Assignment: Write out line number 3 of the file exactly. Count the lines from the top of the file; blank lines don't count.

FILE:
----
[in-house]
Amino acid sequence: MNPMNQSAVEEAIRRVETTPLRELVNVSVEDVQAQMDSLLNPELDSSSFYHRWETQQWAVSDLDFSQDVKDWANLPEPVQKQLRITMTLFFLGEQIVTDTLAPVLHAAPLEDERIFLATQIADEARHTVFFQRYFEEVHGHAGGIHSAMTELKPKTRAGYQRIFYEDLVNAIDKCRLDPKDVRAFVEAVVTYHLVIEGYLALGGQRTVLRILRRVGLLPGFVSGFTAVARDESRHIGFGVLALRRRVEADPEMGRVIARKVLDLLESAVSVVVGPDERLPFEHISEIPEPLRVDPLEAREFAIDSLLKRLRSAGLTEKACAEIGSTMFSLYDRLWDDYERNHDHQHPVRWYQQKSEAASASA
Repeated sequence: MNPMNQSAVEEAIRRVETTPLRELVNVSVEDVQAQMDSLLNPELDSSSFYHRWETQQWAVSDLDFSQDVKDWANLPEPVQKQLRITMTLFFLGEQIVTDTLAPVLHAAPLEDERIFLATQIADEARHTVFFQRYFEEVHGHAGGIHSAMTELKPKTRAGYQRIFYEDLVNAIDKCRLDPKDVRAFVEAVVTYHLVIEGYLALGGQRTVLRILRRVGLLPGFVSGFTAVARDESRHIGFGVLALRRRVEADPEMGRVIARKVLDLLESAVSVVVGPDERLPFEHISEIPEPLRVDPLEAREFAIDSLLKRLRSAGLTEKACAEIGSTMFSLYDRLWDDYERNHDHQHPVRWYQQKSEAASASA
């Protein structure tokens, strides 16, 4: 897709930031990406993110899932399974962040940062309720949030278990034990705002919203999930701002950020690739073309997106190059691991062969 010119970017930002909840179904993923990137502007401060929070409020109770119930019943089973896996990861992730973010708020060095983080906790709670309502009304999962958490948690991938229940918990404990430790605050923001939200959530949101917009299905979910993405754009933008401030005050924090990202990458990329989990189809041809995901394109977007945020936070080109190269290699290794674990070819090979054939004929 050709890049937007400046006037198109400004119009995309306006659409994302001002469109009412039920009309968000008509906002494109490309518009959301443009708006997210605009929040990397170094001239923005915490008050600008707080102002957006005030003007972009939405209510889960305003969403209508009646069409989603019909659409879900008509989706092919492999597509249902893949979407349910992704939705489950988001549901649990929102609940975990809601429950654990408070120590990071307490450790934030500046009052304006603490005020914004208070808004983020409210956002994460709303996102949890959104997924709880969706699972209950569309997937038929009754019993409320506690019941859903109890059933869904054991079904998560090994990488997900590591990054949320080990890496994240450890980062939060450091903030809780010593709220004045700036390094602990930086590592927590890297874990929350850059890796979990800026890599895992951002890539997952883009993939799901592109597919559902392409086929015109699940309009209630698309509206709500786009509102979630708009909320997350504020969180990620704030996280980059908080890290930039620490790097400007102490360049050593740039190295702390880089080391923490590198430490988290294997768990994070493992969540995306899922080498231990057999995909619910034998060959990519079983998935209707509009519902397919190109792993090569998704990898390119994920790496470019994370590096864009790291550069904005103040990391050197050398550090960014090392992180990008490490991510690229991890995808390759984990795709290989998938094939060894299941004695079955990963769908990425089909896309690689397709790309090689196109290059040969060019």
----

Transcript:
Repeated sequence: MNPMNQSAVEEAIRRVETTPLRELVNVSVEDVQAQMDSLLNPELDSSSFYHRWETQQWAVSDLDFSQDVKDWANLPEPVQKQLRITMTLFFLGEQIVTDTLAPVLHAAPLEDERIFLATQIADEARHTVFFQRYFEEVHGHAGGIHSAMTELKPKTRAGYQRIFYEDLVNAIDKCRLDPKDVRAFVEAVVTYHLVIEGYLALGGQRTVLRILRRVGLLPGFVSGFTAVARDESRHIGFGVLALRRRVEADPEMGRVIARKVLDLLESAVSVVVGPDERLPFEHISEIPEPLRVDPLEAREFAIDSLLKRLRSAGLTEKACAEIGSTMFSLYDRLWDDYERNHDHQHPVRWYQQKSEAASASA